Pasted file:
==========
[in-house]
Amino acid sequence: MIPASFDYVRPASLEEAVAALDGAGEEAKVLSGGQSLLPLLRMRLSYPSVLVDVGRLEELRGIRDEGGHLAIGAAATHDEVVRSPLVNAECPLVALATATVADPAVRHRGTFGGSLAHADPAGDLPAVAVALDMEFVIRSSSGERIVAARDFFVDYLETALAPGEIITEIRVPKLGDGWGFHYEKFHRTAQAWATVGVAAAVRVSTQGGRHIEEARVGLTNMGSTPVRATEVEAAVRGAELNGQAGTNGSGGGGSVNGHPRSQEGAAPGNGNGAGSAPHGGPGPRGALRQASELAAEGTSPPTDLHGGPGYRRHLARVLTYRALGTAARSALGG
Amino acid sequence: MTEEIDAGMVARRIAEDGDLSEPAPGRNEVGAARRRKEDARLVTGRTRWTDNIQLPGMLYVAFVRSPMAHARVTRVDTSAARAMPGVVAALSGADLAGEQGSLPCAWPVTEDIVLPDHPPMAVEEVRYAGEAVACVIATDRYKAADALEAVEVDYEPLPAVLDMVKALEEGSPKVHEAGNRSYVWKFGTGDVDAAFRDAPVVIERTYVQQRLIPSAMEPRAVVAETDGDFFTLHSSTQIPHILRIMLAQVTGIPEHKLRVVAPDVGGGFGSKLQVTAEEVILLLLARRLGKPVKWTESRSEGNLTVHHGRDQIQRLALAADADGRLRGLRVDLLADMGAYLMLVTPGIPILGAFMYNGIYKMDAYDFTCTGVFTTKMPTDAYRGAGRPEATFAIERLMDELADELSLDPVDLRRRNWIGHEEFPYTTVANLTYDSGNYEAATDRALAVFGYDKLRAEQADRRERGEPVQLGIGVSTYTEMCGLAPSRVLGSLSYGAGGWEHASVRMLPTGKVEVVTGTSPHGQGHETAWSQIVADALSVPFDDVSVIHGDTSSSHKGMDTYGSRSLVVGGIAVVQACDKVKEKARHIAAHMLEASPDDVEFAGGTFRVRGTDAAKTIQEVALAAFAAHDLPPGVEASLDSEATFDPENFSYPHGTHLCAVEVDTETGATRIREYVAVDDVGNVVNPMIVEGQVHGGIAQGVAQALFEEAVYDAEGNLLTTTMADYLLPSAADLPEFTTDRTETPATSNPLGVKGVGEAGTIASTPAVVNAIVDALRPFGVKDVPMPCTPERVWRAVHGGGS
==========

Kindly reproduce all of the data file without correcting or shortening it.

[in-house]
Amino acid sequence: MIPASFDYVRPASLEEAVAALDGAGEEAKVLSGGQSLLPLLRMRLSYPSVLVDVGRLEELRGIRDEGGHLAIGAAATHDEVVRSPLVNAECPLVALATATVADPAVRHRGTFGGSLAHADPAGDLPAVAVALDMEFVIRSSSGERIVAARDFFVDYLETALAPGEIITEIRVPKLGDGWGFHYEKFHRTAQAWATVGVAAAVRVSTQGGRHIEEARVGLTNMGSTPVRATEVEAAVRGAELNGQAGTNGSGGGGSVNGHPRSQEGAAPGNGNGAGSAPHGGPGPRGALRQASELAAEGTSPPTDLHGGPGYRRHLARVLTYRALGTAARSALGG
Amino acid sequence: MTEEIDAGMVARRIAEDGDLSEPAPGRNEVGAARRRKEDARLVTGRTRWTDNIQLPGMLYVAFVRSPMAHARVTRVDTSAARAMPGVVAALSGADLAGEQGSLPCAWPVTEDIVLPDHPPMAVEEVRYAGEAVACVIATDRYKAADALEAVEVDYEPLPAVLDMVKALEEGSPKVHEAGNRSYVWKFGTGDVDAAFRDAPVVIERTYVQQRLIPSAMEPRAVVAETDGDFFTLHSSTQIPHILRIMLAQVTGIPEHKLRVVAPDVGGGFGSKLQVTAEEVILLLLARRLGKPVKWTESRSEGNLTVHHGRDQIQRLALAADADGRLRGLRVDLLADMGAYLMLVTPGIPILGAFMYNGIYKMDAYDFTCTGVFTTKMPTDAYRGAGRPEATFAIERLMDELADELSLDPVDLRRRNWIGHEEFPYTTVANLTYDSGNYEAATDRALAVFGYDKLRAEQADRRERGEPVQLGIGVSTYTEMCGLAPSRVLGSLSYGAGGWEHASVRMLPTGKVEVVTGTSPHGQGHETAWSQIVADALSVPFDDVSVIHGDTSSSHKGMDTYGSRSLVVGGIAVVQACDKVKEKARHIAAHMLEASPDDVEFAGGTFRVRGTDAAKTIQEVALAAFAAHDLPPGVEASLDSEATFDPENFSYPHGTHLCAVEVDTETGATRIREYVAVDDVGNVVNPMIVEGQVHGGIAQGVAQALFEEAVYDAEGNLLTTTMADYLLPSAADLPEFTTDRTETPATSNPLGVKGVGEAGTIASTPAVVNAIVDALRPFGVKDVPMPCTPERVWRAVHGGGS